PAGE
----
August 11, 2016
The post below is by guest blogger, Kira Orange Jones.
On the first day of the Democratic National Convention in Philadelphia, I spoke at Education Reform Now’s annual Camp Philos, which “convenes an influential group of stakeholders in the education reform movement.” As publicized, some of the most powerful educators, elected officials and thought leaders in education expressed their beliefs on what direction the country should take. But on the actual convention stage, there was very little mention of K-12 education.
As an elected member of the Louisiana Board of Elementary and Secondary Education, the entity charged with overseeing education in the state, I know the tone set by our next president can put wind at the back of our board’s sails. Like many others, I initially became concerned that Democratic nominee Hillary Clinton didn’t offer a comprehensive vision for K-12 education. But before the last red, white and blue streamers were swept away, I became optimistic. The president should provide wind for our sails, but parents, students and local officials should steer the ship.
We must make our voices loud enough for the next president to hear the direction our states will take.
President Barak Obama’s administration put forth an ambitious education agenda the past eight years and pushed for things we all can agree to: great schools that serve all kids, quality teachers and more options for families.
But we can’t forget who moved President Obama to act: we did. Parents of all races, socioeconomic levels as well as of both parties demanded change. We broke through the partisan politics of the past to create a student-centered agenda.
Presidents will change. And the role of the federal government will change along with it. But calls for quality schools should remain constant. Certainly, the bully pulpit of the presidency matters mightily. But the tone set by local leaders matters more. We need a national leader who will listen.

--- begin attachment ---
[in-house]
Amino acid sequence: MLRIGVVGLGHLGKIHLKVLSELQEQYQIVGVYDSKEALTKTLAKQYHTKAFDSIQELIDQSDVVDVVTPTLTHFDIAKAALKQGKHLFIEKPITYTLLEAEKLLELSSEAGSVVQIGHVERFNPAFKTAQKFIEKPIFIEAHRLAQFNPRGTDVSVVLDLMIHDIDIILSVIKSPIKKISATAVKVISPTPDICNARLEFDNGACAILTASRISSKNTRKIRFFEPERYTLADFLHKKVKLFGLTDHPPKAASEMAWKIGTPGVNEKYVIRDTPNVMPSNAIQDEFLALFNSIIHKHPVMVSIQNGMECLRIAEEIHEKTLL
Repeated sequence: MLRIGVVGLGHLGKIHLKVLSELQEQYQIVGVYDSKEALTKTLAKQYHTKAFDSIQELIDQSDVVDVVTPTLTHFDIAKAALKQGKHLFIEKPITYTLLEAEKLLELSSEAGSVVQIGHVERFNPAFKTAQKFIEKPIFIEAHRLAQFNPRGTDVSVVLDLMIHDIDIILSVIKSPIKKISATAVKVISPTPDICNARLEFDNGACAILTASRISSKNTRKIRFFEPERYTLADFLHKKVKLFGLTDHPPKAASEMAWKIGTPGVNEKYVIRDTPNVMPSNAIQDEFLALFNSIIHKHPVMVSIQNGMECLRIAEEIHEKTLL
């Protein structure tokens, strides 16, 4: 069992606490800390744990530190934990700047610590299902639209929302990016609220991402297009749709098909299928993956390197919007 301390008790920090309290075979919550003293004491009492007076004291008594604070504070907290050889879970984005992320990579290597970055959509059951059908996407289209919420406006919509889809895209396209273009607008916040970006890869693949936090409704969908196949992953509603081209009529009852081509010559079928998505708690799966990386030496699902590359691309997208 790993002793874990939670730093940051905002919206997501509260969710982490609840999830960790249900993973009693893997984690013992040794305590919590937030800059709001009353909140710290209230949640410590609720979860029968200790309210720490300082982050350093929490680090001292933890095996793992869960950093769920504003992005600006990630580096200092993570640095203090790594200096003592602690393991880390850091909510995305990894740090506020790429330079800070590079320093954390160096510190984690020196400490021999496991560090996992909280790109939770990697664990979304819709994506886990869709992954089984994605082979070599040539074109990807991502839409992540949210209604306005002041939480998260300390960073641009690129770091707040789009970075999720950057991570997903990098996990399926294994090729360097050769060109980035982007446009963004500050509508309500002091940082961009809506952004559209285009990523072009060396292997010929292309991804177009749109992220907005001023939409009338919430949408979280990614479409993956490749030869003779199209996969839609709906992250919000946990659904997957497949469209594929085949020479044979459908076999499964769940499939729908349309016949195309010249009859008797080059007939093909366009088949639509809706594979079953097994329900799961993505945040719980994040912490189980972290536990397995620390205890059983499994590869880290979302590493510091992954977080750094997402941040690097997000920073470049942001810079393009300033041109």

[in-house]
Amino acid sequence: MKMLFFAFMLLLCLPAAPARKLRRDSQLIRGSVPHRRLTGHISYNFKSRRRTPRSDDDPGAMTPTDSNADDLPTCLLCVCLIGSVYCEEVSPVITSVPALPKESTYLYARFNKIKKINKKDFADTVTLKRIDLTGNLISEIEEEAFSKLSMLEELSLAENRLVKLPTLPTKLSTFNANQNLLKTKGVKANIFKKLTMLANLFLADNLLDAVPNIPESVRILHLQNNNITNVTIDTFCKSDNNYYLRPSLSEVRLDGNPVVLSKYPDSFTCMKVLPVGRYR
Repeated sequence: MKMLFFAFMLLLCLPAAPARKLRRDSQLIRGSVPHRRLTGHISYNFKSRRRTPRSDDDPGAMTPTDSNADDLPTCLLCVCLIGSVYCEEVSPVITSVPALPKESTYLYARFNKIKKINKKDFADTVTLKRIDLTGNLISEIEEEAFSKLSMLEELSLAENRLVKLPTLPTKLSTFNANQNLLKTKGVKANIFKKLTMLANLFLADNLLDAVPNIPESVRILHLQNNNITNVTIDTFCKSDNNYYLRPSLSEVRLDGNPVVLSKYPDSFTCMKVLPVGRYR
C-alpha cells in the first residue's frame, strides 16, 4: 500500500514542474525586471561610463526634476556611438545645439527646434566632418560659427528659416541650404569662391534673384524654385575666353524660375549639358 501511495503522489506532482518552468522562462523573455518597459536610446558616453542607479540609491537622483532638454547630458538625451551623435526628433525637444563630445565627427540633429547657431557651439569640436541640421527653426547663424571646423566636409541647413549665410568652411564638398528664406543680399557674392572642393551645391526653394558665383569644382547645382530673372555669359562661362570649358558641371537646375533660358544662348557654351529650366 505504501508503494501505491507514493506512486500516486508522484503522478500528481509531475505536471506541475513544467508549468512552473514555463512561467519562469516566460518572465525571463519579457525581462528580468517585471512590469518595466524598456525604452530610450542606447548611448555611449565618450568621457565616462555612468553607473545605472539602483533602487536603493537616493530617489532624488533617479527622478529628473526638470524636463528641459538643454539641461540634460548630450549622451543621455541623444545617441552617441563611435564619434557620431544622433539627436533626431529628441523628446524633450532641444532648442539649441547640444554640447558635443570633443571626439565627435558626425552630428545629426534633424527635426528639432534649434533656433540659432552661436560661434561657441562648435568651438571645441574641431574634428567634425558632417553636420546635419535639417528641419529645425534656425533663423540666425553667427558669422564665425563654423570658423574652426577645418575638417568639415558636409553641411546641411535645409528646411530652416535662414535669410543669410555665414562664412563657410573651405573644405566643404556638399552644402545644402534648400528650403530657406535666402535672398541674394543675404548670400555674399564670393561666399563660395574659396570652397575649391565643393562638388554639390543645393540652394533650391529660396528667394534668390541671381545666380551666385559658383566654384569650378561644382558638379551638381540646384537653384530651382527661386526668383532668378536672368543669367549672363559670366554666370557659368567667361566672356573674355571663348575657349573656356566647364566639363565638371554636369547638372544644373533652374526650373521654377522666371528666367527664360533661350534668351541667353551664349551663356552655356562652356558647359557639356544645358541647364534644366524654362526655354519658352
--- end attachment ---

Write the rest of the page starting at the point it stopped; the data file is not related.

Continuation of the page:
Right now Clinton is hearing the same old tired either/or debates: choice or no choice, accountability or no accountability. But those who work on state boards know that we are always looking for the best way to offer quality options and hold ourselves accountable for setting the highest standards for our children. I believe the passage of Every Student Succeeds Act (ESSA) allows state leaders to continue that work.
What our presidential candidates are not saying shouldn’t add to the political gridlock that keeps us from doing the work that our children, families and communities need. Bemoaning what Clinton or Trump isn’t saying about education isn’t solving the education problems of the day.
After attending Philos, I became even more resolved in what I need to do – advocate on behalf of the children and families of my district in Louisiana. I will continue to push for high standards, quality schools and effective teachers. While we all would certainly welcome one, I don’t need a speech from a presidential candidate as much as I need my constituents’ voices in order to reach our goals.
Kira Orange Jones holds a B.A. from Wesleyan University, a M.Ed. in School Leadership from Harvard University, and is a second term elected member of the statewide education policy making board, the Louisiana Board of Elementary & Secondary Education, representing New Orleans and five other parishes. Kira also sits on the national leadership committee of EdLoc (Education Leaders of Color), an organization comprised of leaders of color committed to ‘third way’ values in education and sits on the New Orleans advisory board of Education Pioneers. Most recently, Kira was recognized by Louisiana Life Magazine as a Louisianan of the Year and in 2015 was named to Time Magazine’s 100 most influential people in the world.